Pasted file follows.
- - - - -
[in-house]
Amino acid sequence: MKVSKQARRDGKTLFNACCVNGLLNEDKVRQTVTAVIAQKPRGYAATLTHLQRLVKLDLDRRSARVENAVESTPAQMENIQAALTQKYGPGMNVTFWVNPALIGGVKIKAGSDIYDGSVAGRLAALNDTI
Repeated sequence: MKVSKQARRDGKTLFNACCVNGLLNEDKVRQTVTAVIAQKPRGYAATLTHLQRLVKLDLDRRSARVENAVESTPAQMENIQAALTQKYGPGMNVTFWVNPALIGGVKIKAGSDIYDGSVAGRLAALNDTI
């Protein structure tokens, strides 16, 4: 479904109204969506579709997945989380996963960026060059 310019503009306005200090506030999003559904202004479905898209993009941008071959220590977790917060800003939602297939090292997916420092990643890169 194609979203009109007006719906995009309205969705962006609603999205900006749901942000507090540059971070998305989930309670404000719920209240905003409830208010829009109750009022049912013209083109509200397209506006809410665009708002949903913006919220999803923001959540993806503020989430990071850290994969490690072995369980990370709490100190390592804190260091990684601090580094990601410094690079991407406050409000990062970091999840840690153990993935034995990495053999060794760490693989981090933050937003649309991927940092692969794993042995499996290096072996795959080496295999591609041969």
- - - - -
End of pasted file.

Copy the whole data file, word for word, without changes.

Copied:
[in-house]
Amino acid sequence: MKVSKQARRDGKTLFNACCVNGLLNEDKVRQTVTAVIAQKPRGYAATLTHLQRLVKLDLDRRSARVENAVESTPAQMENIQAALTQKYGPGMNVTFWVNPALIGGVKIKAGSDIYDGSVAGRLAALNDTI
Repeated sequence: MKVSKQARRDGKTLFNACCVNGLLNEDKVRQTVTAVIAQKPRGYAATLTHLQRLVKLDLDRRSARVENAVESTPAQMENIQAALTQKYGPGMNVTFWVNPALIGGVKIKAGSDIYDGSVAGRLAALNDTI
């Protein structure tokens, strides 16, 4: 479904109204969506579709997945989380996963960026060059 310019503009306005200090506030999003559904202004479905898209993009941008071959220590977790917060800003939602297939090292997916420092990643890169 194609979203009109007006719906995009309205969705962006609603999205900006749901942000507090540059971070998305989930309670404000719920209240905003409830208010829009109750009022049912013209083109509200397209506006809410665009708002949903913006919220999803923001959540993806503020989430990071850290994969490690072995369980990370709490100190390592804190260091990684601090580094990601410094690079991407406050409000990062970091999840840690153990993935034995990495053999060794760490693989981090933050937003649309991927940092692969794993042995499996290096072996795959080496295999591609041969």